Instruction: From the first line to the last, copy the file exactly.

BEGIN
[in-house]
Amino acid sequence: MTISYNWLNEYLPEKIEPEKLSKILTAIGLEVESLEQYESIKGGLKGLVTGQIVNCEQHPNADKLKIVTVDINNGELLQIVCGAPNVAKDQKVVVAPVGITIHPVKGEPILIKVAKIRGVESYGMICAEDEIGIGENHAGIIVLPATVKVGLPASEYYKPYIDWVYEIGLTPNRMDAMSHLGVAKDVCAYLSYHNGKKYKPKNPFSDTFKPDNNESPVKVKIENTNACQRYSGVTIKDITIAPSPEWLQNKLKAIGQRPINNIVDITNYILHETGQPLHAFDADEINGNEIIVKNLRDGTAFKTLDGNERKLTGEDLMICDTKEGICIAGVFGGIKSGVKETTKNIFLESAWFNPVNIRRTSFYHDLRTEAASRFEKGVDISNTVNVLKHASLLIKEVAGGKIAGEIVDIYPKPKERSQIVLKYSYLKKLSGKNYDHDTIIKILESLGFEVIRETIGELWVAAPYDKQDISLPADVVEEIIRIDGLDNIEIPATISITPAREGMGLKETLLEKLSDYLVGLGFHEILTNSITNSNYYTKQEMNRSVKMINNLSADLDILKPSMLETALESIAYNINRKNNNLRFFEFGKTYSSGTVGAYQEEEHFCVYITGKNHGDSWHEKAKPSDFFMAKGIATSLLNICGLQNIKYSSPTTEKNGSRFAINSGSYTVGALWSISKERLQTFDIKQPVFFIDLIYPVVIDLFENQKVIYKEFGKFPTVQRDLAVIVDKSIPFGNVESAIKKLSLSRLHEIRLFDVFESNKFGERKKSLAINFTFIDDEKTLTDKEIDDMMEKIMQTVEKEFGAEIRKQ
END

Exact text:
[in-house]
Amino acid sequence: MTISYNWLNEYLPEKIEPEKLSKILTAIGLEVESLEQYESIKGGLKGLVTGQIVNCEQHPNADKLKIVTVDINNGELLQIVCGAPNVAKDQKVVVAPVGITIHPVKGEPILIKVAKIRGVESYGMICAEDEIGIGENHAGIIVLPATVKVGLPASEYYKPYIDWVYEIGLTPNRMDAMSHLGVAKDVCAYLSYHNGKKYKPKNPFSDTFKPDNNESPVKVKIENTNACQRYSGVTIKDITIAPSPEWLQNKLKAIGQRPINNIVDITNYILHETGQPLHAFDADEINGNEIIVKNLRDGTAFKTLDGNERKLTGEDLMICDTKEGICIAGVFGGIKSGVKETTKNIFLESAWFNPVNIRRTSFYHDLRTEAASRFEKGVDISNTVNVLKHASLLIKEVAGGKIAGEIVDIYPKPKERSQIVLKYSYLKKLSGKNYDHDTIIKILESLGFEVIRETIGELWVAAPYDKQDISLPADVVEEIIRIDGLDNIEIPATISITPAREGMGLKETLLEKLSDYLVGLGFHEILTNSITNSNYYTKQEMNRSVKMINNLSADLDILKPSMLETALESIAYNINRKNNNLRFFEFGKTYSSGTVGAYQEEEHFCVYITGKNHGDSWHEKAKPSDFFMAKGIATSLLNICGLQNIKYSSPTTEKNGSRFAINSGSYTVGALWSISKERLQTFDIKQPVFFIDLIYPVVIDLFENQKVIYKEFGKFPTVQRDLAVIVDKSIPFGNVESAIKKLSLSRLHEIRLFDVFESNKFGERKKSLAINFTFIDDEKTLTDKEIDDMMEKIMQTVEKEFGAEIRKQ